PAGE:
equation image(5)


FeCo/GC Nanocrystals

The FeCo-Graphitic shell nanocrystals (Fig. 1a) were synthesized as previously reported (10), with the particle core size distribution of 7 ± 1.2 nm (Fig. 1a). We made an important advancement in the current work by chemical functionalization of the graphitic shells of the nanocrystals using PL with 10 kDa branched-PEG chains (Fig. 1b) (14). Clusters of nanocrystals were removed by increasing the centrifugation time (10). The hydrodynamic size was 23.1 ± 2.6 nm (Fig. 1d). The branched PEG and cluster removal resulted in longer blood circulation time and delayed uptake by the reticuloendothelial system for the improved nanocrystal particles due to branched pegylation (14, 21). A blood circulation half-life of approximately 4 h was measured for nanocrystals i.v. injected into rabbits (Fig. 2). The better declustering reduced the r2/r1 ratio, which is desirable for highly sensitive positive-contrast blood pool imaging. As seen in Fig. 3a, compared to results reported earlier (10), the improved FeCo/GC has higher r1 relaxivity (97 mM-1 s-1) and lower r2 (400 mM-1 s-1) relaxivity and thus lower r2/r1. These relaxivities were among the highest on the per-metal-atom basis among all known MRI contrast agent materials, owing to the superior magnetic properties of FeCo alloy crystals (10, 22–25). Per-particle basis r1 relaxivity is 1.5682 × 1012 mM−1 s−1 and r2 relaxivity is 6.4668 × 1012 mM−1 s−1.

Figure 1.

FeCo/GC nanocrystals with branched-PEG functionalization for in vivo applications. a: Transmit electron microscope (TEM) image showing the FeCo/GC nanocrystals. b: A schematic diagram showing a FeCo/GC nanocrystal with PL-branched-PEG attached. c: Picture of a FeCo/GC solution at 0.2-mM metal molar concentration. d: Hydrodynamic size distribution of 7-nm nanocrystals with PL-branched-PEG measured by dynamic light scattering. The graph shows the number of counts at each diameter out of 313 total counts. The results show that 99% of the sample is between 19.2 and 28.4 nm, but most of it (93%) is at or below 25.8 nm.

Figure 2.

Seven-nanomolar FeCo/GC contrast agent was injected to a normal rabbit and the blood circulation time was measured by monitoring the signal intensity of the aorta. The signal enhancement in the low concentration range (<0.2 mM) is approximately linear. Therefore, the blood circulation half-life can be estimated by estimating the time point where the signal intensity enhancement is half of that obtained immediately after the injection. The blood half-life is estimated to be approximately 4 h.

Figure 3.

Relaxivities of commercial and our FeCo-graphitic carbon shell nanocrystals measured at 1.5 T and highly sensitive MRI enabled by FeCo/GC nanocrystals. a: The newly improved FeCo/GC material with a more uniform size through elimination of clustering resulted in a smaller r2/r1 ratio. These are important properties for in vivo applications where long blood circulation with reduced uptake from the reticuloendothelial system is of interest. b: Calculated signal enhancement vs concentration for commercial and FeCo/GC agents. MRI showing the rabbit aortic signal enhancement by (c) ferumoxtran-10 and (d) FeCo/GC nanocrystals, respectively; 0.2-mM blood pool concentration was targeted for both agents. The difference in resulting signal enhancement factors of 3.8 for ferumoxtran-10 and 9.5 for FeCo/GC was observed, consistent with calculations in (b).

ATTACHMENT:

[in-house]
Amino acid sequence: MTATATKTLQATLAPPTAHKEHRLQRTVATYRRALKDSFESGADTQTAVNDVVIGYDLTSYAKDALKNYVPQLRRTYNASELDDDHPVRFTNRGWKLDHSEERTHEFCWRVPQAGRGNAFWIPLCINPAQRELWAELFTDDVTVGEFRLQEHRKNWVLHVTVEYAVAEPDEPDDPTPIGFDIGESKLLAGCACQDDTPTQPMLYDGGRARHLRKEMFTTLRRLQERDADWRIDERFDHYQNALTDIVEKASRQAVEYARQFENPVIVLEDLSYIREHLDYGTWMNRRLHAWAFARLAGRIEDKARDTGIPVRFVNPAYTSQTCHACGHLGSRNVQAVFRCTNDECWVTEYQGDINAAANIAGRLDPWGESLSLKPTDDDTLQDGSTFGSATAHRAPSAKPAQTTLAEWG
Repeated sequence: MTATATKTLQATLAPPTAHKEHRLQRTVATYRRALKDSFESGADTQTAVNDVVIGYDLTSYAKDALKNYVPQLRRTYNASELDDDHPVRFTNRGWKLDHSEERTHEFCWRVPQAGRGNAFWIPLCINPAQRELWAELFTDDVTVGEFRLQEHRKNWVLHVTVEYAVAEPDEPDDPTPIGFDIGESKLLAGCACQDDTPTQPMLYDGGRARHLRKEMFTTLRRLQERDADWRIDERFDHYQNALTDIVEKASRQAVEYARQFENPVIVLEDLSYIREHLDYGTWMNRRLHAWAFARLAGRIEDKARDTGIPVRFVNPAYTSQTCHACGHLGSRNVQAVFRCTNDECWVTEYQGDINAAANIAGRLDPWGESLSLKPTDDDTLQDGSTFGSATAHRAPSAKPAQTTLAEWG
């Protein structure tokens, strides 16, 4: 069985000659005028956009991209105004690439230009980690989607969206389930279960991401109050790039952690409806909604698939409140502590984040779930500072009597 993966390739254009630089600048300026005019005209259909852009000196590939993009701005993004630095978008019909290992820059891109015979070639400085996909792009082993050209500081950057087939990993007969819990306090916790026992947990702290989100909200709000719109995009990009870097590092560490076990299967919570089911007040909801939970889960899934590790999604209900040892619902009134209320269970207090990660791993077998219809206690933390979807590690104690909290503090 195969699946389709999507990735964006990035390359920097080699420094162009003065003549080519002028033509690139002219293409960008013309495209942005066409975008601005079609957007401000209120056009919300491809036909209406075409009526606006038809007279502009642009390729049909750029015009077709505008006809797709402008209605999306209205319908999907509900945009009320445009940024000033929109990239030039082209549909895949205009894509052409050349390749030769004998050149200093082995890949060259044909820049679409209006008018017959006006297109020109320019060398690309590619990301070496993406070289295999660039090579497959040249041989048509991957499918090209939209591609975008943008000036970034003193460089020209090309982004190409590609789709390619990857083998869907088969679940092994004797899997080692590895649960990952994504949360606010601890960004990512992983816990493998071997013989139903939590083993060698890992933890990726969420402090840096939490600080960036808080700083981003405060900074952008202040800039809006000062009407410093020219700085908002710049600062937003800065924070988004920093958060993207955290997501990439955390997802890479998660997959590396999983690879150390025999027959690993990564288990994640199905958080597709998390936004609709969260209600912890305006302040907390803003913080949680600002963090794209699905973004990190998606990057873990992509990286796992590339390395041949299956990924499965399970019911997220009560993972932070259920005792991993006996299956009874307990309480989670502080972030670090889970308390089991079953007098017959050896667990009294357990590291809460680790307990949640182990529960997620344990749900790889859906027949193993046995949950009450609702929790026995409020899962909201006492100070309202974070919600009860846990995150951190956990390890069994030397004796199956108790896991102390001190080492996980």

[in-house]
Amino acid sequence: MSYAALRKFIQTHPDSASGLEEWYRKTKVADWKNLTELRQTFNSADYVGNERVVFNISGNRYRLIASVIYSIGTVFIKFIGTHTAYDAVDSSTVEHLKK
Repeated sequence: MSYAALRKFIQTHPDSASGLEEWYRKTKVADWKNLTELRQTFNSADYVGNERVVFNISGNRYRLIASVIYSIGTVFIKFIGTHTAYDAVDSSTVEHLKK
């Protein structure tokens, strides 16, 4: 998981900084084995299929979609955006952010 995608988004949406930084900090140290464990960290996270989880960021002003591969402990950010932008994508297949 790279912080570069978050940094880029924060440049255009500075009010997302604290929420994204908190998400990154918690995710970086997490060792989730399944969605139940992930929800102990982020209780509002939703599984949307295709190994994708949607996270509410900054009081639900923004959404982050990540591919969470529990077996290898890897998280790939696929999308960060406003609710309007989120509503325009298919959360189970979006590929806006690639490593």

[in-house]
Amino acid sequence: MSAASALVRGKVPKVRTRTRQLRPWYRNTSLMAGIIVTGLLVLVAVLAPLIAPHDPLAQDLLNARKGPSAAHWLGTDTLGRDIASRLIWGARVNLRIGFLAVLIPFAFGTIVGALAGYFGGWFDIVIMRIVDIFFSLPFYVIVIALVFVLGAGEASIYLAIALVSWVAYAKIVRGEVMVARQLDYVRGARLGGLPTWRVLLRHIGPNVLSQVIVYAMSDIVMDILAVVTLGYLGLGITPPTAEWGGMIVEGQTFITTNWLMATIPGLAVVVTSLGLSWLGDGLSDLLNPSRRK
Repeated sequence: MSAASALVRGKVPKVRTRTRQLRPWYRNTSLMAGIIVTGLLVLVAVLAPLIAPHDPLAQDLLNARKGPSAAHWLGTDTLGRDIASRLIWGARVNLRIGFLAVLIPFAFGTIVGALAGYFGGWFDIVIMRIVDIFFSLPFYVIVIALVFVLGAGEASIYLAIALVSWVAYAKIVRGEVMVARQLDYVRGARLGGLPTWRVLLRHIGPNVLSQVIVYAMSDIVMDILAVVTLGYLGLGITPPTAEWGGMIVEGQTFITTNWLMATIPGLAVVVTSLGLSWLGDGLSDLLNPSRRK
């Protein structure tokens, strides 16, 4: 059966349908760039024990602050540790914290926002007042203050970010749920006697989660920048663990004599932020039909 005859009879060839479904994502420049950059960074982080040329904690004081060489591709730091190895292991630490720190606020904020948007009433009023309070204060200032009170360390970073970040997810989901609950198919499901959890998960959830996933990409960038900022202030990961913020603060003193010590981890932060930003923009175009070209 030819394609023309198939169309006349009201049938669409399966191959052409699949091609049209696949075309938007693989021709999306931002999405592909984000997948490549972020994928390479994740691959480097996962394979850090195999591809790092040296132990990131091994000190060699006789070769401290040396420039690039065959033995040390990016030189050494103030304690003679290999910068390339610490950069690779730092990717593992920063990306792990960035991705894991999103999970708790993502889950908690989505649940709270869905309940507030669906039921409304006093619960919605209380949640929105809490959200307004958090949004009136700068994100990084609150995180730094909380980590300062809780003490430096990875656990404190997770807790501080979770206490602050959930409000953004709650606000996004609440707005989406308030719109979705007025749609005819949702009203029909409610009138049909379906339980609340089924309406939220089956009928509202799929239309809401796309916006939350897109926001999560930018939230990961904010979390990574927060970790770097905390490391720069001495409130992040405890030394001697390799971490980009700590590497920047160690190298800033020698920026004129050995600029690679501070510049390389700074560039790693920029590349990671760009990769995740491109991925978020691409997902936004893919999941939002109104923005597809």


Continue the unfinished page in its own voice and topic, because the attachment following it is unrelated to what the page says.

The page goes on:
In Vivo Demonstration of High-Sensitivity MRI Using FeCo/GC Contrast Agent

To test the comparative relaxivity and thus sensitivity improvement of FeCo/GC contrast agent, we i.v. injected equal amounts (blood pool target concentration of 0.2 mM of metal) of commercially available ultrasmall particle iron oxide agent ferumoxtran-10 (Combidex®; AMAG Pharmaceuticals, Inc., Cambridge, MA) and our FeCo/GC contrast agents into rabbits and carried out MRI of the rabbit aorta (Fig. 3c,d). At the same targeted 0.2-mM blood pool metal concentration, ferumoxtran-10 exhibited a positive signal enhancement factor of approximately 3.8 (Fig. 3c) with a blood pool SNR (determined by the blood pool signal intensity divided by the SD; see Materials and Methods) of 5.6, and contrast resolution (as defined in Materials and Methods) of 0.60, while FeCo/GC nanocrystals displayed a substantially higher positive enhancement factor of 9.5 (Fig. 3d) and blood pool SNR of 13.9, and contrast resolution of 0.80 consistent with the higher relaxivities of the latter than the former (r1 = 15 mM-1 s-1 vs 97 mM-1 s-1).